Saint Ignatius College Geelong

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    Faith Matters - Multi-lingual

    Article by Mr Brendan Nicholls

    Faith Matters – Multi-lingual

    At the end of the week a large number of our staff and students will leave our shores for immersion experiences to Kokoda, Timor Leste and a World Challenge expedition to Northern India. For our students in particular these experiences are extraordinary and for many life changing. When we go beyond the ordinary and experience new things we grow and our perception shifts. In a similar way the Apostles experienced this profoundly at Pentecost and through the Spirit were able to do impossible things.

    As our students enter into their adventures they will have a sense of awe and wonder. The world is so diverse and beautiful that initially many will feel overwhelmed. Observing a new place is a revelation, often seeming brighter and more spectacular than it is as our senses struggle to take it all in. These moments are truly special. When we see something new or see something in a new way we are changed and become more whole.

    As our students travel to these places they will also encounter many challenges. The most difficult being a variety of different languages and their inability to communicate effectively with others. From experience I can say that this is the single most frustrating situation you can be in! Speaking loudly, slowly or with an accent suited to the other does not help. Inevitably we fall into a form of pigeon English and a primitive version of sign language, or charades, to bridge the gap.

    If we are persistent and engage in the process with good humour we are able to communicate with those who we do not share verbal language with and in fact find that a stronger bond of friendship is developed.

    When we engage with others what we say and do matters equally. However, when we cannot speak with the other person due to differing languages what is most important is what we do because this is the only form of communication we have. As people made in the image and likeness of God we are called to serve others and love. So in situations where communication is difficult the first thing we do is to show love and friendship through the act of smiling. A smile lights up our face and welcomes the other. Our desire to offer friendship is expressed best in our face and then I affirmed by our actions.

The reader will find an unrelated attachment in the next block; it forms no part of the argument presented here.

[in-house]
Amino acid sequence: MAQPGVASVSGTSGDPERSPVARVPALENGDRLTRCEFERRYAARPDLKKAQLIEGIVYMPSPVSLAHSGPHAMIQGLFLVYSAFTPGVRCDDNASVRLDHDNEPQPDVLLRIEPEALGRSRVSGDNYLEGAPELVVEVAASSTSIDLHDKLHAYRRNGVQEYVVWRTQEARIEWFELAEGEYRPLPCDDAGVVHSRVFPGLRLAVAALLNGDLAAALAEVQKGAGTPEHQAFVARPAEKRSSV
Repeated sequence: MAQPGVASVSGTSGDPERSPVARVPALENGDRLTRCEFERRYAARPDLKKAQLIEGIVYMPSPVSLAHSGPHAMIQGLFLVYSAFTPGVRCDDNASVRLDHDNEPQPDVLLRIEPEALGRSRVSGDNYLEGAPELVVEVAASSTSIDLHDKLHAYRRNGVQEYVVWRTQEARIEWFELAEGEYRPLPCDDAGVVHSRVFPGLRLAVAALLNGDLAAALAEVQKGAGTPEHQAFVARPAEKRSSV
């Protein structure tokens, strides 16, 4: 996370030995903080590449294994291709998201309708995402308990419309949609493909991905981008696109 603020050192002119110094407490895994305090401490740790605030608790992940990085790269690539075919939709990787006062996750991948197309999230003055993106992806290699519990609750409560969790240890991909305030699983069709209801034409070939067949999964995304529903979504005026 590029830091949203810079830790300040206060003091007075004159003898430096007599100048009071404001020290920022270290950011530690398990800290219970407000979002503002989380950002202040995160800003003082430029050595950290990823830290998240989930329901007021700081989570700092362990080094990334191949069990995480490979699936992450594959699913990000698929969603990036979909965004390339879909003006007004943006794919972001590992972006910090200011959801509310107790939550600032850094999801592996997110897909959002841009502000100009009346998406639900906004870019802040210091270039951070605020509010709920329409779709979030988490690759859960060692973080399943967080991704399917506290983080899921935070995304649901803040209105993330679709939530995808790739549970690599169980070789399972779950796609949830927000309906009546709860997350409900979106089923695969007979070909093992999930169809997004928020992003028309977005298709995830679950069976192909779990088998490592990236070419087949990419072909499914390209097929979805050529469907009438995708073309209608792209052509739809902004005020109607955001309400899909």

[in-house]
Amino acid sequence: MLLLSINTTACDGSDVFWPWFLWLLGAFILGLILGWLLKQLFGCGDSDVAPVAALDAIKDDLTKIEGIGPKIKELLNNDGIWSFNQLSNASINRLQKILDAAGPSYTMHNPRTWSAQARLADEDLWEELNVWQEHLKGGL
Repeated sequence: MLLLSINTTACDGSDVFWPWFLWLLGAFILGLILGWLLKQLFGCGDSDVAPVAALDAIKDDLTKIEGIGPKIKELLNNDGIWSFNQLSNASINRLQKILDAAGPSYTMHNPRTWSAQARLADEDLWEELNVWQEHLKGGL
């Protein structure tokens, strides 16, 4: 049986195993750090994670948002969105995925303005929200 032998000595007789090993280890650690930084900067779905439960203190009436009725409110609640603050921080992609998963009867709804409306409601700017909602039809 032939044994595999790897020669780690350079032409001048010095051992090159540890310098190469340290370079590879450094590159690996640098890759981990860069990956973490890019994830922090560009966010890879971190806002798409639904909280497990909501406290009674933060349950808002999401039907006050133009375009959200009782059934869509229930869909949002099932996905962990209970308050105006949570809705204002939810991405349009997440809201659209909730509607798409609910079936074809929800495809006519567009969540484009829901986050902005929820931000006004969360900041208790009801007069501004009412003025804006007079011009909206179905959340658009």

At Pentecost the Apostles were given the gift of speaking in other languages. Because of this they were able to communicate with others and evangelise. As our students travel to new places and meet new people they may not be able to speak the same verbal language but they are well equipped to speak the universal language of friendship and in turn offer the love of God to strangers. This is a form of evangelisation and an expression of our faith.

    Interestingly when we consider communication we should note that each person has an accent. This accent may be literal or metaphorical in the way in which we form and maintain friendships. As our students travel they will overcome the challenge of verbal language but they will also grow as they form new friendships with the people they travel with. On this level they will encounter challenges as their ‘accent’ and the ‘accent’ of others may hinder the formation of these relationships. What they will learn through this process is that through patience they will in particular become more comfortable with the non-verbal ‘accents’ of others and more clearly understand and value them.

    Verbal and non-verbal languages can cause many problems in our lives. In being patient and maintaining a desire to communicate there is however no limit to what we can achieve in life. To grow and become multi-lingual we need to understand the purpose of communication. The only purpose of language is express ourselves in love and service. This is the Gospel and we all are well equipped to live it and spread it each day.

    We pray for our staff and students as they head off. We ask God to open their eyes so that they may see new things with a sense of awe and wonder. We call upon the Spirit to provide all that they need so that they can communicate with others and build new friendships as happened at Pentecost. And we ask God to bless them and keep them safe, in the palm of his hand, until the return safely to our community and their families. 

    I hope you also enter the world with these thoughts in mind keen to develop new friendships, serve others and work through the ‘language barriers’, and accents that might otherwise limit your opportunities. May you become a polyglot when it comes to ‘speaking’ with others as you journey forward. 

    Yours in Christ,

    Brendan Nicholls  Liturgy Coordinator

     

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